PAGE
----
But once you master the basics, surprisingly, life goes on. Once you relearn how to like food, you get to learn how to love food again.
And that is where I am.
Writing this blog.
Because I feel that learning to love food when you are gluten-free is something that every Celiac should get to do. Because really, where is the fun in just liking food?
So I thought I would share my journey as I relearn how to love food.
Warning. Here be backstory.
The journey began at 217 Chestnut Street. I know where it began because I was in college and I needed a part time job and I walked by and stopped in and got a job hostessing for some guy I never heard of named Jose Garces. (Remember when I said I don't watch the food network?)
So anyway, I fell in love with this place called Amada. I worked there as a manager, and learned to love everything and everyone there. One of the things that I loved the most was being surrounded by all these people who LOVED food. Here's a little restaurant industry secret: I don't mean the guests. I don't mean the people who wait three months to get a reservation, or who spend $200 on dinner for two or who drink expensive wine and enjoy the Chef's Tasting Menu because it just sounds so damn chic.
I mean the employees.
I mean the managers who work fourteen hour days just so they can be exposed to some of the finest cooking in the city. I mean the servers who, if you actually take time to listen to them beyond the specials list, are some of the most well-versed people in the city about where to eat because anyone who is anyone who is "in the business" gets majorly hooked up everywhere they go. I mean the sous chefs who are probably the most dedicated, hardest working people I have ever met, next to the bussers and the dishwashers.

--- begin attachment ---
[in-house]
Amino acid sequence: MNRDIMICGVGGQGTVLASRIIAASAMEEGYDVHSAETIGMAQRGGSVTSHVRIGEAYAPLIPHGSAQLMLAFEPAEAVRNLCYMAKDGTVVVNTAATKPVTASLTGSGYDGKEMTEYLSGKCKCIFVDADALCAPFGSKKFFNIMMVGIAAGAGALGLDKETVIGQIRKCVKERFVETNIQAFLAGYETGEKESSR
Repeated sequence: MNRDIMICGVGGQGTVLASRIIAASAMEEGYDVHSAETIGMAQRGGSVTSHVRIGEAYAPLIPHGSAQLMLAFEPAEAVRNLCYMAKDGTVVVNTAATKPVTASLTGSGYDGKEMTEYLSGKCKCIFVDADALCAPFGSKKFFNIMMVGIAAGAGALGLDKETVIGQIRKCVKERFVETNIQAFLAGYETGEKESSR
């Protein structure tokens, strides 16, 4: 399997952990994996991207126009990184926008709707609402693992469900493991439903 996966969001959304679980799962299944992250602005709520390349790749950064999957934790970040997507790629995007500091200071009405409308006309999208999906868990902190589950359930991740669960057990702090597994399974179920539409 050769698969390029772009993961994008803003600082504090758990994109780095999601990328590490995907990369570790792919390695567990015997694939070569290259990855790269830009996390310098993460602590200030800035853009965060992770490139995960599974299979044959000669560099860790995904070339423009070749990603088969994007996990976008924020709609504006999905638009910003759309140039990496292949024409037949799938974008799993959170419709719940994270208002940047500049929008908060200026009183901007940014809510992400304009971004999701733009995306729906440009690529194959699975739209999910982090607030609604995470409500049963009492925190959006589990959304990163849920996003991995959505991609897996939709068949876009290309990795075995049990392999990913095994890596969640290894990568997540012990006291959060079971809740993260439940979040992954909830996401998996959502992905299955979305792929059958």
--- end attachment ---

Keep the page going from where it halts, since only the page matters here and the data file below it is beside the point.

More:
These people love food. They love food in a way I could never imagine loving food. They have an honest, and almost beautiful appreciation for the color, texture, mouth feel, and taste of a dish. They don't eat because they have to. They eat because they GET to. It is a privilege to partake in the simple pleasure of a dining experience.
I felt very out of place. For me, going out to dinner was as stressful as going to the dentist for a root canal. Explaining my allergy, trying to find something that would taste good modified to suit my dietary restrictions- these were hassles that I could very much have done without. Eating was something I did because if I didn't I would die, and that would suck.